BRUSSELS (Reuters) - European Union governments haggled over reform proposals on Wednesday, with pressure mounting on leaders to close remaining gaps and produce a summit deal on Friday that can help keep Britain in the EU.
Prime Minister David Cameron will discuss a final draft -- expected from summit chairman Donald Tusk late on Wednesday -- when he meets the other 27 EU leaders on Thursday evening.
With a prospect of late-night talks, Tusk has scheduled what aides call an “English breakfast” on Friday in hope of a final compromise that will let Cameron return to London and declare he will campaign to maintain British membership of the bloc at a referendum his EU partners expect him to call for June.
Tusk warned there was no guarantee of a deal and urged leaders in a letter to use negotiating momentum to strike an accord that could preserve the Union as it faces an array of crises including confrontation with Russia in Ukraine and Syria and a huge influx of refugees that has stoked nationalist sentiment.
“There will not be a better time for a compromise,” wrote Tusk, a former prime minister of Poland. “It is our unity that gives us strength and we must not lose this. It would be a defeat both for the UK and the European Union, but a geopolitical victory for those who seek to divide us.”
Diplomats offered varying assessments of the chance of a deal. One spoke of a possible further emergency summit: “There is blackmail and threats from all sides,” he said.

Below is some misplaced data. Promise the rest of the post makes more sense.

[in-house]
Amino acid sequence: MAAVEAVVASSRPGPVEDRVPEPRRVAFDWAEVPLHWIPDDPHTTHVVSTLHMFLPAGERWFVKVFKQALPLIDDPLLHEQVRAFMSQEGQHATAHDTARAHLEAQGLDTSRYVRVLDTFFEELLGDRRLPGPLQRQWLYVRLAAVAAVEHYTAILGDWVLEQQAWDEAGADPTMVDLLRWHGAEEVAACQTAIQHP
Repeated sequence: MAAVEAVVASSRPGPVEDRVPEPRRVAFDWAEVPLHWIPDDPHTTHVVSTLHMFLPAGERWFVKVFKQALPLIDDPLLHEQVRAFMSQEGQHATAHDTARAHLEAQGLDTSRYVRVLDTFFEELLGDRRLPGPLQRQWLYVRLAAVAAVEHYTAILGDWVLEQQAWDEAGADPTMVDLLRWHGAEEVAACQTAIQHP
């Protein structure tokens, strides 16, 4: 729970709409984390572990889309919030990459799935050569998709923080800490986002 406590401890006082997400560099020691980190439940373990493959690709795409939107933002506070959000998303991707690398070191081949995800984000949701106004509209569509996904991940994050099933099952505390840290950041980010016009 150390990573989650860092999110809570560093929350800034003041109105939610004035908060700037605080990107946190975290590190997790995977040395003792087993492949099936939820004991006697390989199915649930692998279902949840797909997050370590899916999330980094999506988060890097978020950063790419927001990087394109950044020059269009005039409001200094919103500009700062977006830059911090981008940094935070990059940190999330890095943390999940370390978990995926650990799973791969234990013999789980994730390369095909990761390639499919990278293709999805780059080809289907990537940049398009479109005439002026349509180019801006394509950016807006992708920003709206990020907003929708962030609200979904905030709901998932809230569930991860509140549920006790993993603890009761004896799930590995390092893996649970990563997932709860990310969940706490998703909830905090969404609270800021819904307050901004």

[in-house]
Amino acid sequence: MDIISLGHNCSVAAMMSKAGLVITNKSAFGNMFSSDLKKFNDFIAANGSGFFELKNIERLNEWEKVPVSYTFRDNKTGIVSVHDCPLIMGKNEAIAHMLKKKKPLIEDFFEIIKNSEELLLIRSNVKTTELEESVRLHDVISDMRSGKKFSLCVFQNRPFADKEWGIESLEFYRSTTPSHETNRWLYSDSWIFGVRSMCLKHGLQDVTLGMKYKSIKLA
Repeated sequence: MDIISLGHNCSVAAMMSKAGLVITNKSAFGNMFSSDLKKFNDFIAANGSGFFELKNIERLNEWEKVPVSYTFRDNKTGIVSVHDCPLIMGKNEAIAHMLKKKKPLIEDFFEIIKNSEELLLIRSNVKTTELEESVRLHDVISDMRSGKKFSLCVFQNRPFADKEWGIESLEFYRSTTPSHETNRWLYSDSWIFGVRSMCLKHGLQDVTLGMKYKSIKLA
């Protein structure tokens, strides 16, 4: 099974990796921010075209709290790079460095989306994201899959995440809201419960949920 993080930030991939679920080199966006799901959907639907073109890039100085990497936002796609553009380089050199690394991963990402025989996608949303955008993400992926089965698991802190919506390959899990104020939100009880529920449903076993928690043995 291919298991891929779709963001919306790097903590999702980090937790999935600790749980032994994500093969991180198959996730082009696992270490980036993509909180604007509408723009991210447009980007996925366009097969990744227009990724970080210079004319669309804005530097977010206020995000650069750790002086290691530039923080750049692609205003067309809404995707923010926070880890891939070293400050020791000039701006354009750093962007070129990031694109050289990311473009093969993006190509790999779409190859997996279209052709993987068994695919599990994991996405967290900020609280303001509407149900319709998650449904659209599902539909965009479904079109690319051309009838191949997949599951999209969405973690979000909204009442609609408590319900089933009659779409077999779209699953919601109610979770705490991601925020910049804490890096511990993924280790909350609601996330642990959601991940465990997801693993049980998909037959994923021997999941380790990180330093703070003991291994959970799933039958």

But most saw little appetite for dragging on a debate many see as a distraction from bigger problems, not least the migrant crisis that is the only other major agenda item. And many also see Cameron as a man in a hurry with polls turning against him.
“Cameron needs a resolution,” one senior diplomat said. “So it’s likely we’ll get to something.” Another said all seemed ready to sit at the table till a deal was done. “People think if we don’t get it solved now, we’re never going to solve it.”
Prime Minister Manuel Valls told French lawmakers a deal was not just possible but vital. “A British exit would be a shock whose consequences for Europe are hard to imagine,” Valls said.
German Chancellor Angela Merkel said many of Cameron’s demands for EU reform were justified and reasonable.
Key issues unresolved include: concerns in eastern Europe that a deal to help Cameron cut immigration by barring low-paid EU migrant workers from British benefits will hurt their citizens; French insistence the City of London match euro zone regulation; efforts to ensure British exemptions from closer EU integration do not become more widespread; and reluctance in some capitals to commit to future amendments of EU treaties.
Cameron has stuck to a public line that he is in no hurry to make an agreement, preferring substance over speed, but faces difficulties in persuading some, including his own Conservative party members, that he has achieved any depth of reform.
He and EU officials stress the decision to be taken by the leaders will be legally binding and irreversible. However, diplomats say some governments are concerned that they cannot bind their successors to guaranteeing future treaty change.
Eastern Europeans, whose citizens make up much of the low-paid British immigrant workforce targeted by Cameron’s plan for an “emergency brake” on welfare payments to new arrivals, are pushing to limit how long Britain can apply that measure. Some diplomats see a possible compromise to end it after seven years.
They are also concerned that other states do not follow the British lead on that, or on reducing family allowances to migrant workers whose children live in poorer eastern countries.
Additional reporting by Gabriela Baczynska, Robin Emmott and Philip Blenkinsop in Brussels, Ingrid Melander in Paris and Jussi Rosendahl in Helsinki; Editing by Mark Heinrich